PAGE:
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The Selfish Gene

4.11 of 5 stars 4.11  ·  rating details  ·  65,147 ratings  ·  1,700 reviews
The original edition was published 30 years ago and remains a classic in the development of evolutionary thought. This edition has a new introduction by the author.
Paperback, 30th Anniversary Edition, 360 pages
Published May 25th 2006 by Oxford University Press, USA (first published 1976)
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A Short History of Nearly Everything by Bill BrysonA Brief History of Time by Stephen HawkingCosmos by Carl SaganThe Selfish Gene by Richard DawkinsGuns, Germs, and Steel by Jared Diamond
Best Science Books - Non-Fiction Only
4th out of 880 books — 2,160 voters
The Devil in the White City by Erik LarsonFreakonomics by Steven D. LevittIn Cold Blood by Truman CapoteA Short History of Nearly Everything by Bill BrysonGuns, Germs, and Steel by Jared Diamond
Best Non-Fiction (non biography)
48th out of 3,214 books — 5,193 voters

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Community Reviews

(showing 1-30 of 3,000)
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- What some people seem to find hard to understand is that there's a part of you, in fact the most important part, that's immaterial and immortal. Your body is really no more than a temporary shell for the immortal part, and houses it for a little while until it dies.

The rest of this review is available elsewhere (the location cannot be given for Goodreads policy reasons)
Oct 03, 2007 Nathan rated it 1 of 5 stars  ·  review of another edition
Recommends it for: People who think atheism isn't a religion.
Didactic, patronizing, condescending and arguably neo-intellectual twaddle. I do not believe in a God, certainly not any God that's been conceived by man, but I also believe Richard Dawkins is a self-satisfied thought-Nazi who is as fundamental in his view of religion as any right-wing minister. Fundamentalists of all faiths scare me, and atheism is just as much a faith as any religion. The existence or non-existence of a God cannot be proven, nor can the existence or non-existence of a soul, an ...more
Jono Davis
One of the most important things I took from The Selfish Gene is an idea that I find a bit difficult to put into words. Richard Dawkins is really good at crafting metaphors to describe scientific principles that on their own may be not be so interesting, or may be stubbornly inaccessible. While his rhetoric may make concepts more accessible and convenient to discuss, he openly warns that no metaphor is completely accurate. Understanding that the metaphors must be viewed skeptically, he offers ...more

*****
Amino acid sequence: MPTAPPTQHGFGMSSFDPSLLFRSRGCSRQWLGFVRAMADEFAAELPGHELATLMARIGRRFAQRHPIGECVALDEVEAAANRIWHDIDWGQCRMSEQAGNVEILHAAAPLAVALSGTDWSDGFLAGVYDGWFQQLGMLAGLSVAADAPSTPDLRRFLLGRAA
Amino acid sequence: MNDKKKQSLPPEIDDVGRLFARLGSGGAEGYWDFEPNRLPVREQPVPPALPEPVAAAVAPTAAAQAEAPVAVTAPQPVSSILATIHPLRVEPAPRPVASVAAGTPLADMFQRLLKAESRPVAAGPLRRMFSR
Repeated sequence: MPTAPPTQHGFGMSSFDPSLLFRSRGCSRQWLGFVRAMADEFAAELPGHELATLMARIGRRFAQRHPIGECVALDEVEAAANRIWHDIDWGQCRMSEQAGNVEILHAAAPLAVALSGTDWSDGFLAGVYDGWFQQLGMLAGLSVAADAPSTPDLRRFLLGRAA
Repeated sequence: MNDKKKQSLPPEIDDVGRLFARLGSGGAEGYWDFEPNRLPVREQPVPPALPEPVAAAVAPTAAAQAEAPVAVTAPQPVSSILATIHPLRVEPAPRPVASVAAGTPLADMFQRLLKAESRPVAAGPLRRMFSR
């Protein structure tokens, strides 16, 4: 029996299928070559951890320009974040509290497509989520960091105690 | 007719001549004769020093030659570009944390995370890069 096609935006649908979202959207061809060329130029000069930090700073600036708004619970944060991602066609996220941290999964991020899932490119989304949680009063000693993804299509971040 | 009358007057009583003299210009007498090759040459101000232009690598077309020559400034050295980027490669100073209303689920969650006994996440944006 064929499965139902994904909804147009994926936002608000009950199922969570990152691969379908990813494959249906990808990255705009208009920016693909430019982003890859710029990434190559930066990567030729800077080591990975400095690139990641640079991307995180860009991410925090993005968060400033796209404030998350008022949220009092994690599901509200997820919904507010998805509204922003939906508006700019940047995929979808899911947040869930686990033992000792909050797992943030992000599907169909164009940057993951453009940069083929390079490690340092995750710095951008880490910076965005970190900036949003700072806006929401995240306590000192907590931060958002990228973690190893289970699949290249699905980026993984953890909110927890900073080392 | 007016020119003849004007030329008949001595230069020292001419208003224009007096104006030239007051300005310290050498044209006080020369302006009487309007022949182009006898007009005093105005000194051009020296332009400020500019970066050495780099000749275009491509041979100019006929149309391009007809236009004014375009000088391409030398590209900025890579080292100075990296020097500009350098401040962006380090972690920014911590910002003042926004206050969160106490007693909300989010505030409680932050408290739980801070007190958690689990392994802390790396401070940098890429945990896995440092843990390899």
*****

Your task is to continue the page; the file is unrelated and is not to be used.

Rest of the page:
Brian Hodges
Although I consider myself a Jesus-loving, god-fearing, creationist, I simply LOVE reading about evolution. I'm not sure what it is, but I find the whole concept, when explained by a lucid and accessible author, fascinating. And Dawkins is nothing if not lucid and accessible. He presents the topic and various questions and scientific controversies in a way that anybody with a willingness to pay attention can follow it. Some of the chapters were a bit more of a slog as Dawkins has to resort to sc ...more
I read the 30th anniversary edition of this book--it is a true "classic". I note that there are over 48,000 ratings and 1,400 reviews of this book on Goodreads! Richard Dawkins put an entirely original slant on Darwin's theory of natural selection. The book has turned people around, to the understanding that the gene plays the single most central role in natural selection, rather than the individual organism. Over the course of generations, evolution plays a role to ensure the survival of the ge ...more
Jun 01, 2015 Mummy marked it as to-read
If you are bored look up the Community Reviews, sort by 1-star. They are very entertaining. One of them as a uni professor advising a student to burn down the book store where they bought this book. Then we have the creationists, then the person who thinks it is all a capitalist manifesto. There are those who think he is arrogant, depraved, uses philistine language (!) ...

How can anyone be a creationist and not believe in dinosaurs and such? Do they believe that the earth is flat? Are they the